By Joshua Benton
Blade Columbus Bureau
COLUMBUS — Ohio Republicans, who swept to state power in a 1994 landslide, will stay there for another four years.
GOP candidates appeared to be holding on to all four down-ticket statewide offices yesterday. Two races, featuring Republican incumbents, were certifiable blowouts.
Leading the charge was Attorney General Betty Montgomery, who was trouncing Democrat Richard Cordray, 875,622 to 512,983 with 42 per cent of the precincts reporting.
Mr. Cordray, a former state solicitor expected to be a formidable opponent for Ms. Montgomery, could muster only 37 per cent of the vote to the Republican’s 63 per cent.
Not far behind was incumbent Auditor Jim Petro, who easily turned back Cincinnati businessman Louis Strike, 849,970 to 504,538 (62.8 per cent to 37.3 per cent).
Ms. Montgomery and Mr. Petro had been comfortably in front throughout the campaign.
In October, they were so far ahead they gave $110,000 in ununsed air time to the Ohio Republican Party for distribution to other, more threatened candidates.
Neither held a campaign press conference, using the standard front-runner strategy of laying low.
Their opponents struggled to get their messages out. Mr. Strike, a CPA, focused on his financial background but ran a low-profile race for this low-profile office. Mr. Cordray, in contrast, led an aggressive campagin, attacking Ms. Montgomery’s record daily.
Meanwhile, the Montgomery campaign was operating in such a low gear last week that it printed a humorous compilation of what staffers call lies Mr. Cordray has told throughout the campaign.
The campaign distributed it to reporters with almost no fanfare, almost as a lark.
The closest race was for treasurer, the post Republican Ken Blackwell is vacating.
Republican Joe Deters, the Hamilton County prosecutor, was leading Summit County Treasurer John Donofrio, 762,137 to 625,887, a 54.9 to 45.1 per cent spread.
Mr. Deters won despite a regular drumbeat of attacks by Mr. Donofrio, accusing the Republican of a lack of experience.
Mr. Deters is a likely candidate for higher statewide office, and Mr. Donofrio accused him of usin the treasurer’s office as a stepping stone.
Mr. Donofrio has been the Summit County treasurer for the last 19 years.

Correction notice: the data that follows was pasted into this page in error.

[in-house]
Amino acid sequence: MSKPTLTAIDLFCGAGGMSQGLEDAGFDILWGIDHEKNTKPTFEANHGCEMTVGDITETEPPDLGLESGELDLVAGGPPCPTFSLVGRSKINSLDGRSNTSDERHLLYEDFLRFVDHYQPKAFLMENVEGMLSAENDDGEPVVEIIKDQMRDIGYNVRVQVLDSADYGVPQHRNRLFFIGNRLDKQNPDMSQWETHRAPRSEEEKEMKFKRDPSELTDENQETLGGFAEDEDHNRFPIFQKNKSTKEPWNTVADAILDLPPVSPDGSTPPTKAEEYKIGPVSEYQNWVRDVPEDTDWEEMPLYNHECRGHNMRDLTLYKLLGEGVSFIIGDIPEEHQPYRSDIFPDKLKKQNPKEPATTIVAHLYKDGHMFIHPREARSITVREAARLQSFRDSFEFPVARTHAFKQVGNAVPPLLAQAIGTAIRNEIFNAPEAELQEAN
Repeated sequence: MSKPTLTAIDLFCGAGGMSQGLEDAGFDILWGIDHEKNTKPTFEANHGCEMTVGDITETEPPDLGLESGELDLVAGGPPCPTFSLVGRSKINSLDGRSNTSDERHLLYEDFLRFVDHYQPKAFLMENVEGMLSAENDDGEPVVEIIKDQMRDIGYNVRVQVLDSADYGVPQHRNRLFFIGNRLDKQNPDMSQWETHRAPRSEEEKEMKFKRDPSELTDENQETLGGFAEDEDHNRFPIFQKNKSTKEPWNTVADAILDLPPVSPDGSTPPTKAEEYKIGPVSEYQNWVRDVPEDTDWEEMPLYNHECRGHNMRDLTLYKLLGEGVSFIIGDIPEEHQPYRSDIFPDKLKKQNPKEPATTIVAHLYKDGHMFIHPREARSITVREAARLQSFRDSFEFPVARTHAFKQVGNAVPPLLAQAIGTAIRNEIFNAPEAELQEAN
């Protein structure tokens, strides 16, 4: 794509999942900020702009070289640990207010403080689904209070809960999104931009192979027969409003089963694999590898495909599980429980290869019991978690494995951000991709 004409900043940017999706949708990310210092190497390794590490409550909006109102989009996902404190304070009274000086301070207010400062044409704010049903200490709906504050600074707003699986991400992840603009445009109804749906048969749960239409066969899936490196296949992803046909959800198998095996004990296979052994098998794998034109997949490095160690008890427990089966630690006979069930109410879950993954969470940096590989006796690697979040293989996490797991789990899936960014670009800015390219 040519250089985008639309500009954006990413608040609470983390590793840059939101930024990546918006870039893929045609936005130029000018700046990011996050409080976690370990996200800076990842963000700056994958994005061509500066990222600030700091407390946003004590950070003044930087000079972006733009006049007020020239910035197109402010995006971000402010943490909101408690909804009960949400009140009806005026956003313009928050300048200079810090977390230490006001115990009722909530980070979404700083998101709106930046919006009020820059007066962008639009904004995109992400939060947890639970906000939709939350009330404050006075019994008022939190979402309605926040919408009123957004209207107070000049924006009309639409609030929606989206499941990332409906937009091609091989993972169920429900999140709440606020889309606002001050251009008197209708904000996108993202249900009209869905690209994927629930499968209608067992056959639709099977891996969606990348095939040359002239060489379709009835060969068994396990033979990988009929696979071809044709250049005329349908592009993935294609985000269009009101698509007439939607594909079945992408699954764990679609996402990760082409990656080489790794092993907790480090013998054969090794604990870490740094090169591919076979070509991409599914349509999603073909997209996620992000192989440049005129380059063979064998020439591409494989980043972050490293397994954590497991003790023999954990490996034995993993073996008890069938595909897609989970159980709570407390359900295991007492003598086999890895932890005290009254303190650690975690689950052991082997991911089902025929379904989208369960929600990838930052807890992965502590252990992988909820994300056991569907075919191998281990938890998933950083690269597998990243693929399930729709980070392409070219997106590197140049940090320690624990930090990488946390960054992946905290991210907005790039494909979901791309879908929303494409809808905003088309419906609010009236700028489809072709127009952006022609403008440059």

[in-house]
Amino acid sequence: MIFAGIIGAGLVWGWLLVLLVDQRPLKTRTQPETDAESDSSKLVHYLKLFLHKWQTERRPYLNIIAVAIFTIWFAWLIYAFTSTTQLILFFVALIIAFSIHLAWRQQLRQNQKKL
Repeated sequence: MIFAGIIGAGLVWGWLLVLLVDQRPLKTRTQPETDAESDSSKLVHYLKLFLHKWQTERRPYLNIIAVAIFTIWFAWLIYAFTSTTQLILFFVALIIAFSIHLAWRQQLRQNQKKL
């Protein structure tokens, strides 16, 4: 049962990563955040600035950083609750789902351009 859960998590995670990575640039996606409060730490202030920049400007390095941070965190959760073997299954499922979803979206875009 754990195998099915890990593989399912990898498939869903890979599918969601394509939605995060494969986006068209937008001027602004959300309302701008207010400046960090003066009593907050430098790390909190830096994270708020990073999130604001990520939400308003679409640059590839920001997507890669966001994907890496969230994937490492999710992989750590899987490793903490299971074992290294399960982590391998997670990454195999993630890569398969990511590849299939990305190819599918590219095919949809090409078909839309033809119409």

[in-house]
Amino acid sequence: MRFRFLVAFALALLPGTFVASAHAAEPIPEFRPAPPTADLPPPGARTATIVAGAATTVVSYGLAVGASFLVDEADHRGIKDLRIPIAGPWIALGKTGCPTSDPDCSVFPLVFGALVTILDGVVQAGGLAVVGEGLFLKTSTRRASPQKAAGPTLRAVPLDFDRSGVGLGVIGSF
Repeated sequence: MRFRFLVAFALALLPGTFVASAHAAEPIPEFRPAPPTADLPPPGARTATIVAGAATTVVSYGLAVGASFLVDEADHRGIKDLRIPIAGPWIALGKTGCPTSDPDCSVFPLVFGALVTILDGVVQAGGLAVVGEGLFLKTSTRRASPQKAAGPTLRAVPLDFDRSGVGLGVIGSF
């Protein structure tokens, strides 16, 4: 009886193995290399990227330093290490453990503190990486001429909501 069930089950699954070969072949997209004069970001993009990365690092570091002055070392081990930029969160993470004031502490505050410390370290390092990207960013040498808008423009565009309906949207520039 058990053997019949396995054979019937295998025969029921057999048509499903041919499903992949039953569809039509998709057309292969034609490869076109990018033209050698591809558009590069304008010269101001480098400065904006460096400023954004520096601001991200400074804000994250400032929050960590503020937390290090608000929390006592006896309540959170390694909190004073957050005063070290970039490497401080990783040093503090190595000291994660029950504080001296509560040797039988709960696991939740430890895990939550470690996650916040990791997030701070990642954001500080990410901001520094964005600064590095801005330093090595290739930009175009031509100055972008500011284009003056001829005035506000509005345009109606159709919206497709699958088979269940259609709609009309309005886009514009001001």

Mr. Deters ran on a platform of protecting Ohio’s money, in particular in the issuance of debt.
He promised to cut down on overhead in lending and to use variable rate bonds to increase returns.
The fourth down-ticket race was for what is arguably the state’s least powerful statewide elected position – secretary of state.
The secretary of state is the state’s top elections officer, and the position has traditionally been used by politicians aspiring to higher office.
That was perceived to be the case with Mr. Blackwell, the Republican who decided not to run again for treasurer. Mr. Blackwell was leading Democrat Charleta Tavares by 795,434 to 603,241 (56.9 per cent to 43.1 per cent).
Throughtout the race, Ms. Tavares focused on a few statements by Mr. Blackwell from 1997, when he was considering a run for governor and challenging Bob Taft in the Republican primary.
At the time, he claimed he was not interested in the office and was quoted in a Dayton newspaper as saying “the only thing worse than running for secretary of state would be being secretary of state.”
Mr. Blackwell and Ms. Tavares, a Columbus state representative, promised to deliver technological reform in the secretary of state’s office.
Mr. Blackwell promised to advocate for lobbyist reform to increase voter faith in the political system; Ms. Tavares focused her campaign on programs aimed at increasing voter turnout.
In all four races, Republicans were able to field candidates with higher name recognition – two incumbents running for re-election, Mr. Blackwell running for his second statewide post, and Mr. Deters, who has prosecuted several high profile cases in the last few years.